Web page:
But Blaisedell's reaction shows that neither Morgan nor Jesse nor anyone else had won. In book and movie alike, he goes berserk with grieving rage, forcing the townspeople to do homage to Morgan's body, kicking the crutch out from under self-righteous Judge Holloway, and finally burning the saloon down over the corpse in a sort of landlocked Viking funeral. If Quinn's performance gives viewers cause to wonder about Morgan's sexuality, this hellacious sequence (marred only by an apparent budget shortfall that prevented Dmytryk showing a full-scale fire) should make people wonder about Blaisedell.
John Gannon starts the novel already separated from the McQuown gang. He comes into Warlock on his own looking for work, and it's explained early that he quit the cowboys because of a massacre of Mexicans they took part in. That event is referenced in the movie, but the film starts with Gannon still part of the gang, albeit clearly feeling alienated. He trails behind the rest whenever they ride into town. The massacre weighs on him, he reveals later, but for movie purposes his breaking point with the cowboys comes when he prevents his personal enemy Jack Cade from backshooting Blaisedell during a standoff between the marshall and the sardonic Curley Burne. Seeing that Abe McQuown condoned the attempted treachery, Gannon decides to stay in Warlock, eventually becoming the deputy.
Gannon and Blaisedell stand for opposing ideas of law and order. Blaisedell embodies order maintained by force and charisma, while Gannon, following his moral epiphany, clings doggedly to the idea of a rule of law. In the novel, Gannon is frequently denounced by his former friends and by others who see him as "cold." This is because he has come to put the law above personal ties. Abe McQuown hearkens back to a time when no one needed the law because people had friends to back them up in any scrape. Gannon seems to point toward a modern day when people can function as individuals without depending on kin or gang membership. He represents a new kind of honor, opposed to an older code that seems tied to an implicit death wish. In the novel, Gannon speculates that bad men often get themselves recklessly into gunfights as a way of inviting punishment for themselves, and Hall gives examples throughout the story (including Morgan) that hint that Gannon is right. This seems to explain why so many men feel compelled to challenge Blaisedell, especially when he posts them out of town. Gannon himself doesn't presume to post people that way, though he finally finds himself forced to with Blaisedell himself. The outcome seems to vindicate Gannon's ethical vision, but the novel and the movie actually come to different conclusions.
While Gannon's integrity is the core of the story in both versions, the movie portrays Gannon's triumph less as a victory for individual conscience than as a victory for the town as a whole. Blaisedell also looks forward to the day when Warlock won't need him, and in an optimistic moment in the film Fonda says, "It looks like Warlock's growing up." The movie holds up an idea of settlement and domesticity that the novel never quite endorses. It renders Blaisedell a tragic character because he finally can't settle down and become a husband and father. He becomes an equivalent to Ethan Edwards in The Searchers standing outside the closing door, or John Wayne's character in The Man Who Shot Liberty Valance: a violent man who is necessary for one moment of history but unfit for the next stage. The movie leaves you with a sense of certainty that Warlock will go on without him.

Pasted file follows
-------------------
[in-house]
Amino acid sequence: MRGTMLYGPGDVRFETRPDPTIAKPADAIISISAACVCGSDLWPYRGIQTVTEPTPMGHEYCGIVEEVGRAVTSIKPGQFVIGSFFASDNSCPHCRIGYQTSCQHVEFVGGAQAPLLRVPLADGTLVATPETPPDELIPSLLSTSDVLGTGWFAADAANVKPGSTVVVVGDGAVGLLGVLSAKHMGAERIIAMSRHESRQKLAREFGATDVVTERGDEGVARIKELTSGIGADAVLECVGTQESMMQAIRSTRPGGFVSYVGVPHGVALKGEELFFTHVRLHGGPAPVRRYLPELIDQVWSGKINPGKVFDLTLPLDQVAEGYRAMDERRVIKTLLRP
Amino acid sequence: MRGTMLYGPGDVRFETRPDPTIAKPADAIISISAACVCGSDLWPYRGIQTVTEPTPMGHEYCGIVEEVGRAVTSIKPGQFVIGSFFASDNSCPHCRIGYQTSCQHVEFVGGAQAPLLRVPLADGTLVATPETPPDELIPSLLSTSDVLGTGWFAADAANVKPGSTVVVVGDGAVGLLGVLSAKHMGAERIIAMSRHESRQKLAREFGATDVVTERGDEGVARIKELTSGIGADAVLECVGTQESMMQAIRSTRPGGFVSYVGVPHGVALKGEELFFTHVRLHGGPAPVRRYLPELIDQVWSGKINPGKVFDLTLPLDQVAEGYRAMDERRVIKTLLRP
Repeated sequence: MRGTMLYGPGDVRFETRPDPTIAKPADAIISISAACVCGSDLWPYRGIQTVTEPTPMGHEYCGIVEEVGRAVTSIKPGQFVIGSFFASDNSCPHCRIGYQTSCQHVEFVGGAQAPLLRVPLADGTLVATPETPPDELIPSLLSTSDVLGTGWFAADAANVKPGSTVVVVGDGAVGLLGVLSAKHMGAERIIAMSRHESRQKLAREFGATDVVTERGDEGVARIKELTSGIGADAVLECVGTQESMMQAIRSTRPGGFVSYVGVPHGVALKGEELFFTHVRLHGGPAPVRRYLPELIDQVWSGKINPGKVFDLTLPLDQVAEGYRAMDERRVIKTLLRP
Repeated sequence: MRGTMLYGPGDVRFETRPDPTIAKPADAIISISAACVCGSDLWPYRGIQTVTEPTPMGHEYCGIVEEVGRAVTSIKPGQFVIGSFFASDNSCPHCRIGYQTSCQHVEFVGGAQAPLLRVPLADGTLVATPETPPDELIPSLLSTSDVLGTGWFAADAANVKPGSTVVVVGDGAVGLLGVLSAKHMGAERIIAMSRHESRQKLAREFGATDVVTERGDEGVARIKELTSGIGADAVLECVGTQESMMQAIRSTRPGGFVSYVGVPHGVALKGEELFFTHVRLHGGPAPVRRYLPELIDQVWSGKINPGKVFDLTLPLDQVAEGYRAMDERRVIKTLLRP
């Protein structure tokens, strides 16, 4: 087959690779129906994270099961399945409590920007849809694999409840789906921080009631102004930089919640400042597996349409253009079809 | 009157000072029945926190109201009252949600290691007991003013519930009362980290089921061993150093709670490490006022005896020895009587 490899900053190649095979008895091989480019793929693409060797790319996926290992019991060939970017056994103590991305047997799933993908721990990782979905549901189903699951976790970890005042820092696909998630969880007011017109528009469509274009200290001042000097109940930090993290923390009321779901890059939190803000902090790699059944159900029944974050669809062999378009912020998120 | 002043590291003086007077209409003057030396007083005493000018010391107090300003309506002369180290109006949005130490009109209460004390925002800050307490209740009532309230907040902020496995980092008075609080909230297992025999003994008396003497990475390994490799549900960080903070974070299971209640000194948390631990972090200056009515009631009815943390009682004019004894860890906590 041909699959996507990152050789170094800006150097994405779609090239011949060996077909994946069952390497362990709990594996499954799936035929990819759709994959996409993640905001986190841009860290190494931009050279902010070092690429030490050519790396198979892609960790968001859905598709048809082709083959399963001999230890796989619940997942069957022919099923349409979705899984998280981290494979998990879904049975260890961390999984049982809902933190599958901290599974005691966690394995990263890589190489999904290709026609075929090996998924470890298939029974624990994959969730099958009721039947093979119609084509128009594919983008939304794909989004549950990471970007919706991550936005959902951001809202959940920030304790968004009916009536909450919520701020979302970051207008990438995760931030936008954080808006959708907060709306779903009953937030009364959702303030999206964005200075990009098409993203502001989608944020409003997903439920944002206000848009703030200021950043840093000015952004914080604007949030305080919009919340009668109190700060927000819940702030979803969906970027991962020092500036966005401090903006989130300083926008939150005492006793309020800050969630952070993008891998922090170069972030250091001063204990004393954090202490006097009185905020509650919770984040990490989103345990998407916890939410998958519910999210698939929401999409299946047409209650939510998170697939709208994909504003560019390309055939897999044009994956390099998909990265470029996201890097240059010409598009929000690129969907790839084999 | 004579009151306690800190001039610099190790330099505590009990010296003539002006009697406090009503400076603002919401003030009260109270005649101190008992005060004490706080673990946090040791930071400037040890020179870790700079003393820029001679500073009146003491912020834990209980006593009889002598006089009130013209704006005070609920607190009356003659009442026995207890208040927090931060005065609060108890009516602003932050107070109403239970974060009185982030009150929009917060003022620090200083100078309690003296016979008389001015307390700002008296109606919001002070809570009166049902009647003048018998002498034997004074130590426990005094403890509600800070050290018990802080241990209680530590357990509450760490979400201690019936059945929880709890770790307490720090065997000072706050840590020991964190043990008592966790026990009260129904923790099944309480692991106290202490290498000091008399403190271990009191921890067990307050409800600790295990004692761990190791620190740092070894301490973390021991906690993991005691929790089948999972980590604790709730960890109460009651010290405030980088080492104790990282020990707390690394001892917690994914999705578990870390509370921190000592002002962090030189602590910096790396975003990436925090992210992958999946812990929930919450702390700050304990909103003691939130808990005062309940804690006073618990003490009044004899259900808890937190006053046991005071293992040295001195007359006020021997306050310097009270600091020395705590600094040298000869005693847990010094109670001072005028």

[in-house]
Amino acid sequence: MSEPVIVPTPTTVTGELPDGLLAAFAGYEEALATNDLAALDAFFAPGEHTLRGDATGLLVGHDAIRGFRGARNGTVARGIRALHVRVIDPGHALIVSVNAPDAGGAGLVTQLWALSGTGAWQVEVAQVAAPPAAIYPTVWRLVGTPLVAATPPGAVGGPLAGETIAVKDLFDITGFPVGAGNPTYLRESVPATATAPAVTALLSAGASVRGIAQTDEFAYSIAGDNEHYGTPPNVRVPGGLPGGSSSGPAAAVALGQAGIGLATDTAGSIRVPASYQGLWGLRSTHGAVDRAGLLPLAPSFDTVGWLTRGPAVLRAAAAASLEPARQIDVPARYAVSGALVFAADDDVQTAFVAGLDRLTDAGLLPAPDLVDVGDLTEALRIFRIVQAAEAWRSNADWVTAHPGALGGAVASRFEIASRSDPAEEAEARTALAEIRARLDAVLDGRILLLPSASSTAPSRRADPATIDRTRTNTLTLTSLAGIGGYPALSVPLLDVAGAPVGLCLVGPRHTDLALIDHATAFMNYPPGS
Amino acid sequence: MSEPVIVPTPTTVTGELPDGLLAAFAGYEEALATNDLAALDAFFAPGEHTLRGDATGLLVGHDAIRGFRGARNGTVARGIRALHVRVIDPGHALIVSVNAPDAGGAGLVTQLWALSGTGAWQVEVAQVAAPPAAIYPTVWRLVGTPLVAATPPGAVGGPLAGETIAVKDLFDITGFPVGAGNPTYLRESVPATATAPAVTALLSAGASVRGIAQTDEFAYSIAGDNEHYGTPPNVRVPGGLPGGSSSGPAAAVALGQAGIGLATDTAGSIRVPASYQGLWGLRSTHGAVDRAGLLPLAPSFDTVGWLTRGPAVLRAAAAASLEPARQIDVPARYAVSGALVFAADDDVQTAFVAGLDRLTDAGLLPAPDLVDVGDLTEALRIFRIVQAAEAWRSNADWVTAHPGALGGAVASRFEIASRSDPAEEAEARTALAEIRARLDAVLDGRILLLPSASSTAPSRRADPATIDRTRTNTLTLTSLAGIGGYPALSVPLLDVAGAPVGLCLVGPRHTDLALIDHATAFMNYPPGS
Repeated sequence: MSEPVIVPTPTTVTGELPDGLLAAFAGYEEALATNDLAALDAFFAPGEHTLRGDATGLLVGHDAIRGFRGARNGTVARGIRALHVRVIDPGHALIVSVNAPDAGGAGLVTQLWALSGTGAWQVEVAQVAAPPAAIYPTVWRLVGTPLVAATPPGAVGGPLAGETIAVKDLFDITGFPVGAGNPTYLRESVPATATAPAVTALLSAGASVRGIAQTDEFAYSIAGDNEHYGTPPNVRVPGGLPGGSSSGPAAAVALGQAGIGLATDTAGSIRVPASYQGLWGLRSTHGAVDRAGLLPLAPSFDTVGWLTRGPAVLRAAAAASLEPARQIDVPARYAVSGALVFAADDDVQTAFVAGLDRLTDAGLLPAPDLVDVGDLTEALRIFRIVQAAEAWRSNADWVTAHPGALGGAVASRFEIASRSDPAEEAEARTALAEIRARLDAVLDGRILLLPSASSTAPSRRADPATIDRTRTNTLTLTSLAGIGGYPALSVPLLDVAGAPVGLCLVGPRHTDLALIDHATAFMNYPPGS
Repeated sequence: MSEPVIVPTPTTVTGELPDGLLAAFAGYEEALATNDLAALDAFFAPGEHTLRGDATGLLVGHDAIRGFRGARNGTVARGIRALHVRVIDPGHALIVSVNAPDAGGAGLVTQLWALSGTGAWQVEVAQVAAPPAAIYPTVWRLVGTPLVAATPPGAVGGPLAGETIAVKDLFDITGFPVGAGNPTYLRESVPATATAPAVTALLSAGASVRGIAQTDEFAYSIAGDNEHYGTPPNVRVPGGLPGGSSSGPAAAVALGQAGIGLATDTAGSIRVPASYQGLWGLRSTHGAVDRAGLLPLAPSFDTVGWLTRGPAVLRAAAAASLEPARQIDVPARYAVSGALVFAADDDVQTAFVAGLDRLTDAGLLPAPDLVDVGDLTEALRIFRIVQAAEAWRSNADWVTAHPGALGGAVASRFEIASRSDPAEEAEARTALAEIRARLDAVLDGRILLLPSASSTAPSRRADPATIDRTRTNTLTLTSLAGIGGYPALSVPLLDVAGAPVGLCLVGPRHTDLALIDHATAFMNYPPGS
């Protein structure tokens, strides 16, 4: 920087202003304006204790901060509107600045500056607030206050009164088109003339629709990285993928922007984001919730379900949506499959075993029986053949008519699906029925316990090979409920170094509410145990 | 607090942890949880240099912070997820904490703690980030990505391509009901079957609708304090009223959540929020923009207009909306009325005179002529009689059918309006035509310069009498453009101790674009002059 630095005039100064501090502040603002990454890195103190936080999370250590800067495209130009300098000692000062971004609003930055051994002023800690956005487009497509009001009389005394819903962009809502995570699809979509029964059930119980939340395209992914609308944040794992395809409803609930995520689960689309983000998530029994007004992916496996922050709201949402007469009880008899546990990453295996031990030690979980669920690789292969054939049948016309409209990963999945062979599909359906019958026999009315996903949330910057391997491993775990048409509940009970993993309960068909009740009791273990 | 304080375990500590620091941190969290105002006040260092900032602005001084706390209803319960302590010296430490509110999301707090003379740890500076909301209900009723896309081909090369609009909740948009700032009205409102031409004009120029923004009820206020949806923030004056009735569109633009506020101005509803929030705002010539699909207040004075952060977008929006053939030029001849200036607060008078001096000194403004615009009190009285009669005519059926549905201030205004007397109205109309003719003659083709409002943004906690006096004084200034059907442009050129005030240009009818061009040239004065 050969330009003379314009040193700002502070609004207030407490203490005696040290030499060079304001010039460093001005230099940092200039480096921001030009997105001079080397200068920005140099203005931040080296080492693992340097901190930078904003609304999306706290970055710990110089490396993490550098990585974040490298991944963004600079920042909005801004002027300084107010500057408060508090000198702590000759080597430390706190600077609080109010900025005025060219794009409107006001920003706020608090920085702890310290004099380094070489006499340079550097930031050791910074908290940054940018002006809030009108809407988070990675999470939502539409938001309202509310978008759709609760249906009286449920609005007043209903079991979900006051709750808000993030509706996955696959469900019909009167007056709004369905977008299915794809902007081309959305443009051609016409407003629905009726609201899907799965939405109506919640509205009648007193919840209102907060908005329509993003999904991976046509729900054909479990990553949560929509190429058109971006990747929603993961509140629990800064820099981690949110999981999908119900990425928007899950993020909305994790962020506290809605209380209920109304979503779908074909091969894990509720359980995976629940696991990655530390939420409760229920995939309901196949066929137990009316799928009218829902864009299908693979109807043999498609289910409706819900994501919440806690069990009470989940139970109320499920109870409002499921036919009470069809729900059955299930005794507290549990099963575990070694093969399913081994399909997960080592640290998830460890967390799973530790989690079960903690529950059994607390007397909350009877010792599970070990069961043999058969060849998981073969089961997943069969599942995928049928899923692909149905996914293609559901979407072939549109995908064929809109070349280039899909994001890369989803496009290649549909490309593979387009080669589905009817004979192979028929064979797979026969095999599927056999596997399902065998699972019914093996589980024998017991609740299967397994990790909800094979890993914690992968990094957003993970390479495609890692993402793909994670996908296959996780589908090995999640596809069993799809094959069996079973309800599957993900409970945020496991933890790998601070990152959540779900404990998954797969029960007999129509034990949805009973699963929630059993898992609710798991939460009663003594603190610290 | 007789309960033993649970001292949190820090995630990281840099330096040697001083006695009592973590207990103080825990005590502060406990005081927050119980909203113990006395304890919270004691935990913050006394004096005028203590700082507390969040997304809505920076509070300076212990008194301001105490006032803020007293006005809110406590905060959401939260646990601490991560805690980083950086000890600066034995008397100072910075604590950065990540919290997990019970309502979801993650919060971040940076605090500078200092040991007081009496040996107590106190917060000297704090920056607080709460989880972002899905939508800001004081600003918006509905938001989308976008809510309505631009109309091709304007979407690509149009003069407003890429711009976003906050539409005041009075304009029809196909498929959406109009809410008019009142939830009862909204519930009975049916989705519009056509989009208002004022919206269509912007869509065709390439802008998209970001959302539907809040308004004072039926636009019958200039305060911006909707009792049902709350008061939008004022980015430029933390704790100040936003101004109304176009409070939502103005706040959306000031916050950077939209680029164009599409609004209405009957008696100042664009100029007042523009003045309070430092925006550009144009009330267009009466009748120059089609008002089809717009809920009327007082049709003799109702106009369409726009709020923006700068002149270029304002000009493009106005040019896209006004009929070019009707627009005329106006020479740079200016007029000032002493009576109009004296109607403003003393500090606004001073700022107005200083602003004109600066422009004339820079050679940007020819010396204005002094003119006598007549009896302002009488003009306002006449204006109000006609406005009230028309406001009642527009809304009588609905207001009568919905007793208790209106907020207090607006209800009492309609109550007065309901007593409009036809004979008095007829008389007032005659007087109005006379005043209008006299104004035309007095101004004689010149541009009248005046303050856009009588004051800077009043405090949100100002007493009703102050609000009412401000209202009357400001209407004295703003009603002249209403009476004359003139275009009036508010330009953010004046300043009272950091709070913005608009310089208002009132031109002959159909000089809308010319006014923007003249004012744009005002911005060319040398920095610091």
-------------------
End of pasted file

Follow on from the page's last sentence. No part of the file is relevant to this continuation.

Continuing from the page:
Oakley Hall closes the novel with a disillusioning epilogue in the form of a letter written in 1924, more than 40 years after the main events. In this short coda, Henry Holmes Goodpasture explains that Warlock became a ghost town not long after the story following the failure of the mining industry. The town died, but not before John Gannon, shot in the back by his arch-enemy Jack Cade -- a character Gannon kills in the movie. This was clearly more than the producers thought moviegoers of 1959 could take, so the film leaves us in a moment of tragic optimism, the apparent triumph of civilization counting for more than Jessie's unhappiness or Clay's journey to likely oblivion.
So as is often the case, a movie adaptation looks wanting after you've read the source novel. But let me stop the criticism to say that Dmytryk's Warlock is still an excellent film and one of the best of the mature 50s westerns from the pre-spaghetti peak of the genre. From location work to art direction it is a "mighty" film, as the paperback promises.
It's also one of the best ensemble casts you'll ever see in a western. Having Fonda, Quinn and Widmark together rather guarantees mightiness, and Dorothy Malone is also formidable as Lily Dollar, though perhaps less than Kate Dollar should have been. The fifth above-the-title player, Dolores Michaels as Jessie, doesn't quite hold up her end, but that character is very much underwritten compared to the book. On the other hand, it's time to give props to DeForest Kelley for what's probably his finest cinematic hour playing Curley Burne.
We like to think of Kelley as a doctor, not an actor, but some people are qualified for certain genres, and Kelley seems to have been meant for westerns. Curley is a clown with a little bit of unflappable crazy courage. He's unafraid to taunt Blaisedell several times over, but his sense of humor seems to be linked to a fundamental though much submerged moral sense that finally prevails when he saves Gannon from being backshot during a showdown. In the novel, Curley Burne accidentally kills a man, gets posted out of town by Blaisedell, and gets killed challenging the marshall in one of those encounters that look a lot like suicide to Gannon. I like to think that Dmytryk saw what Kelley was doing with the role and decided not just to spare Burne but turn him into a good guy at the end.
Warlock also boasts one of my favorite scenes in any western. A highlight of both book and movie is the attempted lynching of the cowboys (including an unbilled Frank Gorshin as Billy Gannon) accused of the stagecoach murder. Blaisedell takes command of the scene in an awesome moment when he basically commands a ringleader of the mob to step forward and get clubbed on the head with a gun butt. It's a great moment on film but even greater in the novel when, after already clubbing one man down in a melee, Blaisedell orders a second man to step up and get clobbered. He is obeyed. But even what we get on film is awesome.
I recommend both the book and the film to anyone who likes westerns or the actors involved. My advice is to watch the movie first. After that, reading the novel is like a "director's cut" full of deleted and expanded scenes that enrich the story. Once you've done both, you'll want to give the filmmakers credit, despite my criticisms, for getting so much of the essential story right.